Indian oil refiners suck up cheap Russian crude, but the risk is that their exports of refined products may face sanctions from countries determined to cut off Russian energy from world markets.
India’s imports of Russian crude hit a record high in May and are likely to rise again in June, according to data compiled by commodity analysts Kpler.
India imported 840,645 barrels per day (bpd) of Russian crude in May, compared to 388,666 bpd in April and 136,774 bpd in May last year, according to Kpler data.
June imports are estimated at 1.05 million bpd, meaning that Russia’s share of India’s total imports will rise to just under a quarter, a dramatic spike considering that ‘they accounted for about 2% of the total last year.
Indian refiners are happy to buy heavily discounted Russian crude, which is offered up to $40 a barrel below benchmark Brent crude prices.
Russian crude exports have been targeted by Western countries as part of sanctions aimed at punishing Moscow for its February 24 invasion of Ukraine.
The European Union this week announced a ban on maritime imports from Russia, and with Germany and Poland’s pledge to end pipeline imports, around 90% of Russia’s exports to the bloc of the 27 countries will end.
Other importers of Russian crude have said they are also aiming to end or reduce purchases, including major buyers of Russian Pacific exports like Japan and South Korea.
However, China, the world’s largest rough importer, and India, the third-largest, have thrown Russian exporters a lifeline, buying increasing volumes to take advantage of the cheaper price compared to other suppliers.
The risk for Indian refiners is that buyers of their refined product exports will start targeting these shipments, given the possibility that some of the diesel or gasoline has been refined from Russian crude.
Reliance Industries in India is a good example.
It operates a 1.2 million bpd refining complex at Jamnagar on India’s west coast and, although it supplies fuel to the domestic market, much of the output is exported.
The Port of Sikka handles imports of crude from Reliance, and Kpler data shows 10.81 million barrels of Russian crude arrived in May, or around 348,000 bpd.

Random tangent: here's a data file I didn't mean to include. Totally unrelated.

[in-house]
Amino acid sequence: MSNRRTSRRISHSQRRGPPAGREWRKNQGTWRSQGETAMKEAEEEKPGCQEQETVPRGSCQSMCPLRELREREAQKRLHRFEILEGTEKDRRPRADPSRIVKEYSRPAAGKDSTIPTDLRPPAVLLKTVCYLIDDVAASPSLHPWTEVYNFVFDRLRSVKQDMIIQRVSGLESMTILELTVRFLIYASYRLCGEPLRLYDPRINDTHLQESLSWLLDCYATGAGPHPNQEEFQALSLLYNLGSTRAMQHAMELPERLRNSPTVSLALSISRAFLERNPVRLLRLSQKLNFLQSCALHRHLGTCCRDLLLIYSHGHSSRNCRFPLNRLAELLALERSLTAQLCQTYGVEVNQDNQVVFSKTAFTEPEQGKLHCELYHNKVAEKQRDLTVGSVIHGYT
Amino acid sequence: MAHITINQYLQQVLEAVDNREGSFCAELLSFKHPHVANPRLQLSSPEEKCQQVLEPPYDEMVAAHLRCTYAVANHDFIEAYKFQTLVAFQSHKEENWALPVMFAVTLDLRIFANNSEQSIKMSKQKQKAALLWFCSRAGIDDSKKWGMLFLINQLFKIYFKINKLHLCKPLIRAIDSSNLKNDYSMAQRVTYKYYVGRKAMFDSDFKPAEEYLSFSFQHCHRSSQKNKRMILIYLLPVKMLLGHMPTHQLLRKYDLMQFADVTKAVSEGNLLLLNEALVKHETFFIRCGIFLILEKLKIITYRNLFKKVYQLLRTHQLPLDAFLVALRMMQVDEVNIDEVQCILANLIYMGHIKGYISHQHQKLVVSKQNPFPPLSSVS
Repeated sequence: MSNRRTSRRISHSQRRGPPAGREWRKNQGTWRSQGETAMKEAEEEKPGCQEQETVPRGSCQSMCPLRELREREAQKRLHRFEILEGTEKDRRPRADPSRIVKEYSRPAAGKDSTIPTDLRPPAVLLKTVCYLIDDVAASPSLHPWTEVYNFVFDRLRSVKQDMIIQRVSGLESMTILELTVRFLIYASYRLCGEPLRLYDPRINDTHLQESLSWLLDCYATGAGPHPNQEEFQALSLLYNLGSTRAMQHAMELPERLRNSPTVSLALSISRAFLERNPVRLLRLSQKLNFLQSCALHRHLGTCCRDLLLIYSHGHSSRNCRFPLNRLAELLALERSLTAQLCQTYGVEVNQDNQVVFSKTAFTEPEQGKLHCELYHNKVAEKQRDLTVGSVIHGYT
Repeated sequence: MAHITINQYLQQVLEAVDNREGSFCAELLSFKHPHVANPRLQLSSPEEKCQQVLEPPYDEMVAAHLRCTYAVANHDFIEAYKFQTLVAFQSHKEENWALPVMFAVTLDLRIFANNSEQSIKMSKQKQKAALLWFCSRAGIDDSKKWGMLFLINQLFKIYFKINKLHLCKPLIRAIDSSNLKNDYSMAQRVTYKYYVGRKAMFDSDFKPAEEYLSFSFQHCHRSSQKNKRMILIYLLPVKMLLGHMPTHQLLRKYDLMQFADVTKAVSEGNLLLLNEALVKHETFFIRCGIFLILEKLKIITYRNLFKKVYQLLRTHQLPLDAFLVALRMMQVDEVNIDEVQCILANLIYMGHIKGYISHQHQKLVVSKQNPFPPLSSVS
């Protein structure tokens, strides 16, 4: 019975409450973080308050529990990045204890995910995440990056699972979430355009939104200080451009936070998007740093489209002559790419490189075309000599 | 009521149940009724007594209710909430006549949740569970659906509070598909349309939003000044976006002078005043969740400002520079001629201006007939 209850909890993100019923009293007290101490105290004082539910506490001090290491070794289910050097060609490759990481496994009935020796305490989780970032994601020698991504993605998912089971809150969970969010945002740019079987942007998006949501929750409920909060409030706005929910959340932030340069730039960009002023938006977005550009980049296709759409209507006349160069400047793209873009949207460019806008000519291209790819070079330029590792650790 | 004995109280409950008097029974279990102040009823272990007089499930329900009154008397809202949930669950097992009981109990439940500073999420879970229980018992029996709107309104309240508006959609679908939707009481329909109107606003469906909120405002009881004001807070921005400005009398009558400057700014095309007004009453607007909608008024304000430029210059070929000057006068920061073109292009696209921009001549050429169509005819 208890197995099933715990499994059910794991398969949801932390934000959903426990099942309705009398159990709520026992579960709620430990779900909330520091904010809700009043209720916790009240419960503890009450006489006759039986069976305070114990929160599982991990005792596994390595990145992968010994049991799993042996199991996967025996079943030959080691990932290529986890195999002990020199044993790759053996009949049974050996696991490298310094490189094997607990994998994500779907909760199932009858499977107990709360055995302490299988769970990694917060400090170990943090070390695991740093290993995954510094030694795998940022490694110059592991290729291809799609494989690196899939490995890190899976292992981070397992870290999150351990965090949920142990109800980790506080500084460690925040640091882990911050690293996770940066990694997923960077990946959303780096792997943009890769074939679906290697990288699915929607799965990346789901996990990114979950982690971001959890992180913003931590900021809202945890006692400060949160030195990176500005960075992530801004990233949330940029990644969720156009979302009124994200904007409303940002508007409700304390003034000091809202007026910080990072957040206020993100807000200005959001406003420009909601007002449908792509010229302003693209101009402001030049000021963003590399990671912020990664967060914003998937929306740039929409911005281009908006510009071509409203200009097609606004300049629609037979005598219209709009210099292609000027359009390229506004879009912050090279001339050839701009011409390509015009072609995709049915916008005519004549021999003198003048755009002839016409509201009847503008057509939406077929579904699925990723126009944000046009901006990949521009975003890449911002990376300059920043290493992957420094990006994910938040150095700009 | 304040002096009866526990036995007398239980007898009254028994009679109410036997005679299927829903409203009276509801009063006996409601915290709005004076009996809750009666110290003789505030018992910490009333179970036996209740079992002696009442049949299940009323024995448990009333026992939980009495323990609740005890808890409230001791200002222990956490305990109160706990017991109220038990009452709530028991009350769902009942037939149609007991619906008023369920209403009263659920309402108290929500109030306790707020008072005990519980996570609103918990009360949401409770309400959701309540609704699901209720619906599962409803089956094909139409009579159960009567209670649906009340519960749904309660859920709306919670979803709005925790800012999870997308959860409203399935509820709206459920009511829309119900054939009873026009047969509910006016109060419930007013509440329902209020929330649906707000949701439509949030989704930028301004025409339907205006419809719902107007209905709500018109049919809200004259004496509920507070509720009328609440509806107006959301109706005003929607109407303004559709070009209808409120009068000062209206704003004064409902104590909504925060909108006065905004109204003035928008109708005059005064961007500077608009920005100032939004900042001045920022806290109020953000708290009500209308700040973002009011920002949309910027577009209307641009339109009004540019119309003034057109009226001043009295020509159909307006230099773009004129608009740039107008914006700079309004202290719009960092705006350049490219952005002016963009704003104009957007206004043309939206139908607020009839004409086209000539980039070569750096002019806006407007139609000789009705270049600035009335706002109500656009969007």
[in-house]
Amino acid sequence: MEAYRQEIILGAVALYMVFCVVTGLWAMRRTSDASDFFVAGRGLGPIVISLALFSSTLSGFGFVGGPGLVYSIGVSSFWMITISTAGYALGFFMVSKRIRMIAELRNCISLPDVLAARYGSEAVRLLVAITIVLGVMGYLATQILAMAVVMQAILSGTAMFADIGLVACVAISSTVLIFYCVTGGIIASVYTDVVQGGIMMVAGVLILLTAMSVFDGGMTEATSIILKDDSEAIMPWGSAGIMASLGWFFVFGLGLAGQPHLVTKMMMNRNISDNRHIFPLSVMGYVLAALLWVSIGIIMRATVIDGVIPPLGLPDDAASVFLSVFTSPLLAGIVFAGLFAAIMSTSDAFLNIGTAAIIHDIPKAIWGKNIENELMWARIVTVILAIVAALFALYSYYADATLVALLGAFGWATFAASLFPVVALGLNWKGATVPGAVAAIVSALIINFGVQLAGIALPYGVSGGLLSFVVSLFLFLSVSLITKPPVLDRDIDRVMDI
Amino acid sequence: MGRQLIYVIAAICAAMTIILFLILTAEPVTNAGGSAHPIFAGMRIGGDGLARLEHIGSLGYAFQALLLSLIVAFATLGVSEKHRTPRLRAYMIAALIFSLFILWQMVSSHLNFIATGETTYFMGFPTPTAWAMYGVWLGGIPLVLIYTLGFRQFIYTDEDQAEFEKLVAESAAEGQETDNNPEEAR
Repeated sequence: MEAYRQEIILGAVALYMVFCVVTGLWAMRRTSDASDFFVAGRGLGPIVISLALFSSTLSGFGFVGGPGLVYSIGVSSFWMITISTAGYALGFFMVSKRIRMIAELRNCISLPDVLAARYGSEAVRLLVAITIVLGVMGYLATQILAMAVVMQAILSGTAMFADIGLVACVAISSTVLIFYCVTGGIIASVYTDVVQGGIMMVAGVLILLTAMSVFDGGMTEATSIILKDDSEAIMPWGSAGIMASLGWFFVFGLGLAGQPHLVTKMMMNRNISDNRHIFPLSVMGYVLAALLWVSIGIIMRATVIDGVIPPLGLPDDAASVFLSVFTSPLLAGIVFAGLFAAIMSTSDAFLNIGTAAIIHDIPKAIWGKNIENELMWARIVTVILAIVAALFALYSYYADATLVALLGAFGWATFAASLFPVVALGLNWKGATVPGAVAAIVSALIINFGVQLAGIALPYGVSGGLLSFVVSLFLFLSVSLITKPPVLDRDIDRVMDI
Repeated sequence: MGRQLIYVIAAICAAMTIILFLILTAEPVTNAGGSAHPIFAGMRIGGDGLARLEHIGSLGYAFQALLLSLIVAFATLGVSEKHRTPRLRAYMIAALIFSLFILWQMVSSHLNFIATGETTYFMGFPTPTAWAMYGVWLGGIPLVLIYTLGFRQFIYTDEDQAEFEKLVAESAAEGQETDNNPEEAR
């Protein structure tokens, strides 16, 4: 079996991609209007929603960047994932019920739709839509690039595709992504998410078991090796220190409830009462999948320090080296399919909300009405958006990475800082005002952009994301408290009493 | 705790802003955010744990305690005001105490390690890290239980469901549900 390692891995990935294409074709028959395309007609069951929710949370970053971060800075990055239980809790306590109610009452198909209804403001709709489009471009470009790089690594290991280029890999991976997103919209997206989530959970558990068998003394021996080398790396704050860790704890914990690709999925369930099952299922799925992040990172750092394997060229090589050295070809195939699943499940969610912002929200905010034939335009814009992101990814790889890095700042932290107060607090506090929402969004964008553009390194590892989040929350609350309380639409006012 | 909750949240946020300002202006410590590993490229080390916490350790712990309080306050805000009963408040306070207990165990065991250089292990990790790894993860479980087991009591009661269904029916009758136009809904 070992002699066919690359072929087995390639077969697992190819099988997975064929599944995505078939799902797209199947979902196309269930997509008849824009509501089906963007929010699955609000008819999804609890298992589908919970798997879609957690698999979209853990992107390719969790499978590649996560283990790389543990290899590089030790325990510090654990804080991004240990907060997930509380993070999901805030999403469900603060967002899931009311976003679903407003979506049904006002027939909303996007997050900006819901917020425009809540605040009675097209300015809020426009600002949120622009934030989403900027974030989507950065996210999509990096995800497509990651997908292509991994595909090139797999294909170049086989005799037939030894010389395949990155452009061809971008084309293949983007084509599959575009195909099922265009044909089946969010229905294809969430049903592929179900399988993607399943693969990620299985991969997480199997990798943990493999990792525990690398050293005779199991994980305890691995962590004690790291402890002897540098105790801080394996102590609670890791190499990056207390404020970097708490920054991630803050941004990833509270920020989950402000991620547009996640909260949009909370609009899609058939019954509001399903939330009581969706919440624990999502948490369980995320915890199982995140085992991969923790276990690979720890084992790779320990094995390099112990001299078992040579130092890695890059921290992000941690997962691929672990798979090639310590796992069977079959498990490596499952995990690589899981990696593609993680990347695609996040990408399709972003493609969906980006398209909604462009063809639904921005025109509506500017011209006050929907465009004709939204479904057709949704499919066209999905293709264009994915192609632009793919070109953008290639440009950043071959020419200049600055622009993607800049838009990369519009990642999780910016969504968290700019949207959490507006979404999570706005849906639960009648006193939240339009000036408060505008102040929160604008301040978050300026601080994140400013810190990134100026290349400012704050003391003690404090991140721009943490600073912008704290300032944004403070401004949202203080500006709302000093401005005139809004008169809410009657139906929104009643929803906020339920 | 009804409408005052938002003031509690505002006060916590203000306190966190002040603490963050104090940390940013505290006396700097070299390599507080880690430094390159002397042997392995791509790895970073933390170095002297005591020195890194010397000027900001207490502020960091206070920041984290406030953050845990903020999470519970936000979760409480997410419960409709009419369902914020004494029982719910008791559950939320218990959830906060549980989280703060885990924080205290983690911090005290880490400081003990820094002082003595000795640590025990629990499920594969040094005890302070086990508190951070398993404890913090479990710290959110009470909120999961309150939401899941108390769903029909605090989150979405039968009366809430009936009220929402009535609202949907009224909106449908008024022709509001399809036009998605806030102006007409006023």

The same port exported 2.0 million barrels of diesel, or about 64,500 bpd, to Australia in May, according to Kpler.
Australia imposed a ban on imports of Russian petroleum and refined products on March 11, which came into effect on April 24.
It is unclear whether the ban applies to fuel refined from Russian crude in a third country, such as India.
But it is likely that the Australian government will ask itself these questions and will have to consider whether to extend the ban on Russian fuels to those coming from refineries in third countries.
The port of Sikka also exported 2.56 million barrels of diesel to Europe in May, while it shipped 890,000 barrels of gasoline to the United States in April.
It’s not just Reliance that could export refined fuel made from Russian crude, with Nayara Energy, which operates India’s second-largest refinery, also at risk.
Nayara is owned by a subsidiary of Russia’s Rosneft and a subsidiary of commodities trader Trafigura and operates a refinery in Vadinar on India’s west coast.
This port exported 340,000 barrels of diesel to Australia in May, which Kpler said was sold by Nayara.
Overall, it is likely that at some point countries buying and processing Russian crude and then exporting refined fuels, such as India and possibly China, will find themselves under the control of governments trying to isolate Russia’s energy exports.
There is a risk of imposition of secondary sanctions, but also of measures aimed at making physical trade more difficult, such as sanctions on ships calling at Russian ports, bans on insuring shipments of Russian crude or shipments of refined products based on Russian oil.
As the world has seen with the sanctions against Iranian oil and product exports, countries and organizations facing such measures are trying to stay ahead of the curve, using subterfuge to hide the true origin of shipments.
A new game of cat and mouse over Russia’s energy exports is just beginning.
(Editing by Kim Coghill)
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